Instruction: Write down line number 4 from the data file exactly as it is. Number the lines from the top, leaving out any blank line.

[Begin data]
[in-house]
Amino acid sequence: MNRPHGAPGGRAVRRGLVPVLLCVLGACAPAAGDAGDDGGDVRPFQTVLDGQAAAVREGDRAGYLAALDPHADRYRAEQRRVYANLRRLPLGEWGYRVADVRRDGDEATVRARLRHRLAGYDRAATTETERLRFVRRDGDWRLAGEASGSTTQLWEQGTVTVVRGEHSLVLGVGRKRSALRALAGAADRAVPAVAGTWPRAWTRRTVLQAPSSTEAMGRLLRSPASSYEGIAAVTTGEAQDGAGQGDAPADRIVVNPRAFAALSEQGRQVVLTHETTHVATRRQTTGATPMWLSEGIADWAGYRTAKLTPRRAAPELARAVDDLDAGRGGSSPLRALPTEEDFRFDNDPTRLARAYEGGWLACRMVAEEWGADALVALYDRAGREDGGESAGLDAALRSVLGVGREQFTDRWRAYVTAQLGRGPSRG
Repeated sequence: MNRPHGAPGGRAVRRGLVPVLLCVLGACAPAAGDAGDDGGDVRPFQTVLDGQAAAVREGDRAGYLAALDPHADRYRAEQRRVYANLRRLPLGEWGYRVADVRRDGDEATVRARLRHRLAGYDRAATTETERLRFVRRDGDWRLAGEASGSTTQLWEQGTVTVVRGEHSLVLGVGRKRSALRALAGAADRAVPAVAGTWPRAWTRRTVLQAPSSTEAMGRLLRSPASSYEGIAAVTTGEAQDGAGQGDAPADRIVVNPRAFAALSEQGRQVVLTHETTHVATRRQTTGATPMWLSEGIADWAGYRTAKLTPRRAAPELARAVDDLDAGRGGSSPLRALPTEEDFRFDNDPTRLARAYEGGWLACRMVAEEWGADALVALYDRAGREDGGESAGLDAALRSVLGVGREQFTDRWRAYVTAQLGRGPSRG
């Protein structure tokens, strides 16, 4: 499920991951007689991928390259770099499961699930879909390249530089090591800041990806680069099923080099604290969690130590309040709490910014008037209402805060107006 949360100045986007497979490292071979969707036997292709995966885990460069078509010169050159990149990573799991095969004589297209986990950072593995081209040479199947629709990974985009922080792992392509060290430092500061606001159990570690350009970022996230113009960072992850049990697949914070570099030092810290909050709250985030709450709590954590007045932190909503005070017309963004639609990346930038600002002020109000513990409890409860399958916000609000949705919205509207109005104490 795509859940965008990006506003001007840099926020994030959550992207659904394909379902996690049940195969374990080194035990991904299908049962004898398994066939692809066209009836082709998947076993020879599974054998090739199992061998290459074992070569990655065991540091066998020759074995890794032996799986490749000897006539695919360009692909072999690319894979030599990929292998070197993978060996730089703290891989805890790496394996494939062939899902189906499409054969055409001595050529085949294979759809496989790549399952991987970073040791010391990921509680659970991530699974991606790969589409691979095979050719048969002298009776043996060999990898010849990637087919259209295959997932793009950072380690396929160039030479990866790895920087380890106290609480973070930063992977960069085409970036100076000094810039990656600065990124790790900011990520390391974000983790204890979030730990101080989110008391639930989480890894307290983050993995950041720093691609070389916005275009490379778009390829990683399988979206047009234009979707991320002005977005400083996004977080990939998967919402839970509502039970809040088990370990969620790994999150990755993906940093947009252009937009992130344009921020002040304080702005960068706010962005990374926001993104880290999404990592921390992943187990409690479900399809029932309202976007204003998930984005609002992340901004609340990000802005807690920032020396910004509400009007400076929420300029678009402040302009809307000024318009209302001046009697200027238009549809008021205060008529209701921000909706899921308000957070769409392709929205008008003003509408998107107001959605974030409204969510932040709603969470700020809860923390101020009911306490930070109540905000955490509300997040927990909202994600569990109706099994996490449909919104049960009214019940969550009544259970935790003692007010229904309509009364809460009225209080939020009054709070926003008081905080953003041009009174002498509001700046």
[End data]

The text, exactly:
């Protein structure tokens, strides 16, 4: 499920991951007689991928390259770099499961699930879909390249530089090591800041990806680069099923080099604290969690130590309040709490910014008037209402805060107006 949360100045986007497979490292071979969707036997292709995966885990460069078509010169050159990149990573799991095969004589297209986990950072593995081209040479199947629709990974985009922080792992392509060290430092500061606001159990570690350009970022996230113009960072992850049990697949914070570099030092810290909050709250985030709450709590954590007045932190909503005070017309963004639609990346930038600002002020109000513990409890409860399958916000609000949705919205509207109005104490 795509859940965008990006506003001007840099926020994030959550992207659904394909379902996690049940195969374990080194035990991904299908049962004898398994066939692809066209009836082709998947076993020879599974054998090739199992061998290459074992070569990655065991540091066998020759074995890794032996799986490749000897006539695919360009692909072999690319894979030599990929292998070197993978060996730089703290891989805890790496394996494939062939899902189906499409054969055409001595050529085949294979759809496989790549399952991987970073040791010391990921509680659970991530699974991606790969589409691979095979050719048969002298009776043996060999990898010849990637087919259209295959997932793009950072380690396929160039030479990866790895920087380890106290609480973070930063992977960069085409970036100076000094810039990656600065990124790790900011990520390391974000983790204890979030730990101080989110008391639930989480890894307290983050993995950041720093691609070389916005275009490379778009390829990683399988979206047009234009979707991320002005977005400083996004977080990939998967919402839970509502039970809040088990370990969620790994999150990755993906940093947009252009937009992130344009921020002040304080702005960068706010962005990374926001993104880290999404990592921390992943187990409690479900399809029932309202976007204003998930984005609002992340901004609340990000802005807690920032020396910004509400009007400076929420300029678009402040302009809307000024318009209302001046009697200027238009549809008021205060008529209701921000909706899921308000957070769409392709929205008008003003509408998107107001959605974030409204969510932040709603969470700020809860923390101020009911306490930070109540905000955490509300997040927990909202994600569990109706099994996490449909919104049960009214019940969550009544259970935790003692007010229904309509009364809460009225209080939020009054709070926003008081905080953003041009009174002498509001700046």